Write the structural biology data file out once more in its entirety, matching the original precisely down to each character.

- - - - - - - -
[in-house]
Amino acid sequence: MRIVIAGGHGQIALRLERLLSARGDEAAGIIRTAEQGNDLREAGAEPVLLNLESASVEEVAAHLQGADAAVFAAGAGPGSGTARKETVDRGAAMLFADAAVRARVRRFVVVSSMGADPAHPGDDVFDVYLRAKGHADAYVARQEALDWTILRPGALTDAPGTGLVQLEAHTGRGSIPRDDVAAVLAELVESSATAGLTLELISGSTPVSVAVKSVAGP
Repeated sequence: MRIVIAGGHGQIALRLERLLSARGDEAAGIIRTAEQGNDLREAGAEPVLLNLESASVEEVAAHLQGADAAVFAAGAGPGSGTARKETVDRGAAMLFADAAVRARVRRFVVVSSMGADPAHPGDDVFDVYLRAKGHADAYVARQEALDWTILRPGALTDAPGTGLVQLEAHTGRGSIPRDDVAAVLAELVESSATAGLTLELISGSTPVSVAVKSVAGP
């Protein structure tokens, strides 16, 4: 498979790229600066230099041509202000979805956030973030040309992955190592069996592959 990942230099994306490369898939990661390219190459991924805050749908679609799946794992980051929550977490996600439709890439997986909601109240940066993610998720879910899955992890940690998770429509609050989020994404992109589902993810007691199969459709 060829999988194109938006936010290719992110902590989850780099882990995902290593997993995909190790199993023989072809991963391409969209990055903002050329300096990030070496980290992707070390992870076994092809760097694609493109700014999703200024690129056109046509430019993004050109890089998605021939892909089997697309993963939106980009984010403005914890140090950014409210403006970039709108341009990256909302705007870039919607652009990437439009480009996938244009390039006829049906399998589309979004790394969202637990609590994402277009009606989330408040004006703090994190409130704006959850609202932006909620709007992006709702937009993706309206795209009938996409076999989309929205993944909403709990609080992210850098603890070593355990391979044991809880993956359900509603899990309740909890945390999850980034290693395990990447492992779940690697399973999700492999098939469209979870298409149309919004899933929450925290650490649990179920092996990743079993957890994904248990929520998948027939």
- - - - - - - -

[in-house]
Amino acid sequence: MRIVIAGGHGQIALRLERLLSARGDEAAGIIRTAEQGNDLREAGAEPVLLNLESASVEEVAAHLQGADAAVFAAGAGPGSGTARKETVDRGAAMLFADAAVRARVRRFVVVSSMGADPAHPGDDVFDVYLRAKGHADAYVARQEALDWTILRPGALTDAPGTGLVQLEAHTGRGSIPRDDVAAVLAELVESSATAGLTLELISGSTPVSVAVKSVAGP
Repeated sequence: MRIVIAGGHGQIALRLERLLSARGDEAAGIIRTAEQGNDLREAGAEPVLLNLESASVEEVAAHLQGADAAVFAAGAGPGSGTARKETVDRGAAMLFADAAVRARVRRFVVVSSMGADPAHPGDDVFDVYLRAKGHADAYVARQEALDWTILRPGALTDAPGTGLVQLEAHTGRGSIPRDDVAAVLAELVESSATAGLTLELISGSTPVSVAVKSVAGP
């Protein structure tokens, strides 16, 4: 498979790229600066230099041509202000979805956030973030040309992955190592069996592959 990942230099994306490369898939990661390219190459991924805050749908679609799946794992980051929550977490996600439709890439997986909601109240940066993610998720879910899955992890940690998770429509609050989020994404992109589902993810007691199969459709 060829999988194109938006936010290719992110902590989850780099882990995902290593997993995909190790199993023989072809991963391409969209990055903002050329300096990030070496980290992707070390992870076994092809760097694609493109700014999703200024690129056109046509430019993004050109890089998605021939892909089997697309993963939106980009984010403005914890140090950014409210403006970039709108341009990256909302705007870039919607652009990437439009480009996938244009390039006829049906399998589309979004790394969202637990609590994402277009009606989330408040004006703090994190409130704006959850609202932006909620709007992006709702937009993706309206795209009938996409076999989309929205993944909403709990609080992210850098603890070593355990391979044991809880993956359900509603899990309740909890945390999850980034290693395990990447492992779940690697399973999700492999098939469209979870298409149309919004899933929450925290650490649990179920092996990743079993957890994904248990929520998948027939």